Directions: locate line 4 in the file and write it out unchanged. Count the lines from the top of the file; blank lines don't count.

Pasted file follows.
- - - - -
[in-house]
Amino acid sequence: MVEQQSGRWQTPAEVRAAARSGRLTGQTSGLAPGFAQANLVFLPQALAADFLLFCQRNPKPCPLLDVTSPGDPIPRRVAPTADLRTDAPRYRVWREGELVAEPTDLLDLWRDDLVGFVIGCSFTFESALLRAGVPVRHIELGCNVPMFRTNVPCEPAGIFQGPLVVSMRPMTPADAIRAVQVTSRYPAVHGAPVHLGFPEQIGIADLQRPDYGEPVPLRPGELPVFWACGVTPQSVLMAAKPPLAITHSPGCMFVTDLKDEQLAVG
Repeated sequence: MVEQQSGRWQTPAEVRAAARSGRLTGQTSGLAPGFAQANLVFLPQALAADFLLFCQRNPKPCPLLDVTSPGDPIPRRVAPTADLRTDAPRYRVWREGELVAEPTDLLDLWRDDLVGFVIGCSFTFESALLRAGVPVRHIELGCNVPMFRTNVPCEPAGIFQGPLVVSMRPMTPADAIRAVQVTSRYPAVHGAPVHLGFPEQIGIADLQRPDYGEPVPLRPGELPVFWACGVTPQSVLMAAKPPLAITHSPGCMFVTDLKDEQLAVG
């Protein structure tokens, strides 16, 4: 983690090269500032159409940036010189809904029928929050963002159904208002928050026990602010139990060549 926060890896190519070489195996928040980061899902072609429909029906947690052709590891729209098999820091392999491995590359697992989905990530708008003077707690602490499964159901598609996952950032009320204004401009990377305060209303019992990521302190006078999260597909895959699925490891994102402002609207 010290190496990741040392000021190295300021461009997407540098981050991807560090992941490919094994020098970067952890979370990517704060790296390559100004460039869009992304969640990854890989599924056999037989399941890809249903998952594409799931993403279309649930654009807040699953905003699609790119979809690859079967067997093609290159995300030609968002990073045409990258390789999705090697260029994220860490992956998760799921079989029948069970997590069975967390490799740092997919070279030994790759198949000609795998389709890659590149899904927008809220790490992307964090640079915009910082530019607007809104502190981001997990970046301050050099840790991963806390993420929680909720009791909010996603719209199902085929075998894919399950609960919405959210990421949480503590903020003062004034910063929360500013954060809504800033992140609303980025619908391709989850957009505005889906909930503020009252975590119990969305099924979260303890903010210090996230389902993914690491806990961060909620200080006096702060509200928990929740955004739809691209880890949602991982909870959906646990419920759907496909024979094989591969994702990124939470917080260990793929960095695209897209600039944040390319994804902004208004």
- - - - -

């Protein structure tokens, strides 16, 4: 983690090269500032159409940036010189809904029928929050963002159904208002928050026990602010139990060549 926060890896190519070489195996928040980061899902072609429909029906947690052709590891729209098999820091392999491995590359697992989905990530708008003077707690602490499964159901598609996952950032009320204004401009990377305060209303019992990521302190006078999260597909895959699925490891994102402002609207 010290190496990741040392000021190295300021461009997407540098981050991807560090992941490919094994020098970067952890979370990517704060790296390559100004460039869009992304969640990854890989599924056999037989399941890809249903998952594409799931993403279309649930654009807040699953905003699609790119979809690859079967067997093609290159995300030609968002990073045409990258390789999705090697260029994220860490992956998760799921079989029948069970997590069975967390490799740092997919070279030994790759198949000609795998389709890659590149899904927008809220790490992307964090640079915009910082530019607007809104502190981001997990970046301050050099840790991963806390993420929680909720009791909010996603719209199902085929075998894919399950609960919405959210990421949480503590903020003062004034910063929360500013954060809504800033992140609303980025619908391709989850957009505005889906909930503020009252975590119990969305099924979260303890903010210090996230389902993914690491806990961060909620200080006096702060509200928990929740955004739809691209880890949602991982909870959906646990419920759907496909024979094989591969994702990124939470917080260990793929960095695209897209600039944040390319994804902004208004």